Consider whether the student’s interpretative and performance choices enhance the audience’s understanding and enjoyment of the poem without overshadowing the poem’s language.
This category evaluates the interpretive and performance choices made by the student. A strong recitation will rely on a powerful internalization of the poem rather than excessive gestures or unnecessary emoting. The interpretation should subtly underscore the meaning of the poem without becoming the focal point of the recitation. The videos of student recitations available at poetryoutloud.org and on our Poetry Out Loud YouTube channel will help illustrate this point. Low scores in this category should result from recitations that have an affected pitch, character voices, singing, inappropriate tone, excessive gestures, or unnecessary emoting.
EVIDENCE OF UNDERSTANDING
Consider the student’s use of intonation, emphasis, tone, and style of delivery.
This category measures a student’s comprehension and mastery of a poem. How well does the student interpret the poem for the audience? Does the student make difficult lines clearer? Does the student communicate the correct tone of the poem—angst, dry humor, ambivalence? The poet’s words should take precedence, and the student who understands the poem best will be able to communicate it in a way that helps the audience to understand the poem better. Students should demonstrate that they know the meaning of every line and every word of the poem through the way these elements are handled.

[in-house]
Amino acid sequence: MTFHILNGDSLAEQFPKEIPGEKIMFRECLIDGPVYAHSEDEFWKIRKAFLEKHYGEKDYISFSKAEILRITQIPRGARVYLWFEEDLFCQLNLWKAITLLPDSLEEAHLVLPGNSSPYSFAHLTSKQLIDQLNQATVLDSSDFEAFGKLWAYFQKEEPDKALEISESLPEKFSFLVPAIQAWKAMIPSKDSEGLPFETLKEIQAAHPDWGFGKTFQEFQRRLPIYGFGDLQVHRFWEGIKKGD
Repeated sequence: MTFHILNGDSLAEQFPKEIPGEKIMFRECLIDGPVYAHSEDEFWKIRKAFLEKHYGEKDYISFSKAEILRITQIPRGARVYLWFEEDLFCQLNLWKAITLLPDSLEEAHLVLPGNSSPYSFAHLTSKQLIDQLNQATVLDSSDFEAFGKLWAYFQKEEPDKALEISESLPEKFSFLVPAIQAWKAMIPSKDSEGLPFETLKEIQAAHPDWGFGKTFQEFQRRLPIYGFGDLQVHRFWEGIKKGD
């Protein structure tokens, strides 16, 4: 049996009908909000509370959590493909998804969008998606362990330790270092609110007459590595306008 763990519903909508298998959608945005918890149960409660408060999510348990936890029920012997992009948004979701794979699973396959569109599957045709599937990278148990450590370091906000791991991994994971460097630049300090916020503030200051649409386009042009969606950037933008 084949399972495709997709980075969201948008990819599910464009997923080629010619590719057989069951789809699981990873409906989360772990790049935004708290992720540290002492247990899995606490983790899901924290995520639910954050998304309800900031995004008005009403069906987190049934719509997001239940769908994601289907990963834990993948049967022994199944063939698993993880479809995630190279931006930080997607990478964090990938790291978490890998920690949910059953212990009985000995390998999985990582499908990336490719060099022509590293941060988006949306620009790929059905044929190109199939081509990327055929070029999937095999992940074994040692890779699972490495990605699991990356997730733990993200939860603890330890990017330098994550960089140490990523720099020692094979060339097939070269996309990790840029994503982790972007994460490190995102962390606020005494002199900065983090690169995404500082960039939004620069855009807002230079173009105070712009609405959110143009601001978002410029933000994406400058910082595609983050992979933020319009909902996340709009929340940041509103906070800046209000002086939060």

In a strong recitation, the meaning of the poem will be powerfully and clearly conveyed to the audience. The student will offer an interpretation that deepens and enlivens the poem. Meaning, messages, allusions, irony, shifts of tone, and other nuances will be captured by the performance. A great performer may even make the audience see a poem in a new way. A low score should be awarded if the interpretation obscures the meaning of the poem.
Consider whether the student’s physical presence, voice and articulation, dramatic appropriateness, and evidence of understanding all seem on target and unified to breathe life into the poem.
“Overall performance” is worth more than other categories, with the value up to nine points. This category evaluates the total success of the performance, the degree to which the recitation has become more than the sum of its parts. Has the student captivated their audience with the language of the poem? Did the student bring the audience to a better understanding of the poem?
Use this score to measure how impressed you were by the recitation, and whether the recitation has honored the poem. You may also consider the diversity of a student’s recitations with this score. If a student seems to be stuck using the same style of delivery with each of their poems, that may be evidence that they’ve not taken the time to consider each poem individually. In addition to range, judges should consider the complexity of the poem, which is a combination of its content, language, and length—bearing in mind that a longer poem is not necessarily a more complex one. A low score should be awarded for recitations that are poorly presented, ineffective in conveying the meaning of the poem, or conveyed in a manner inappropriate to the poem.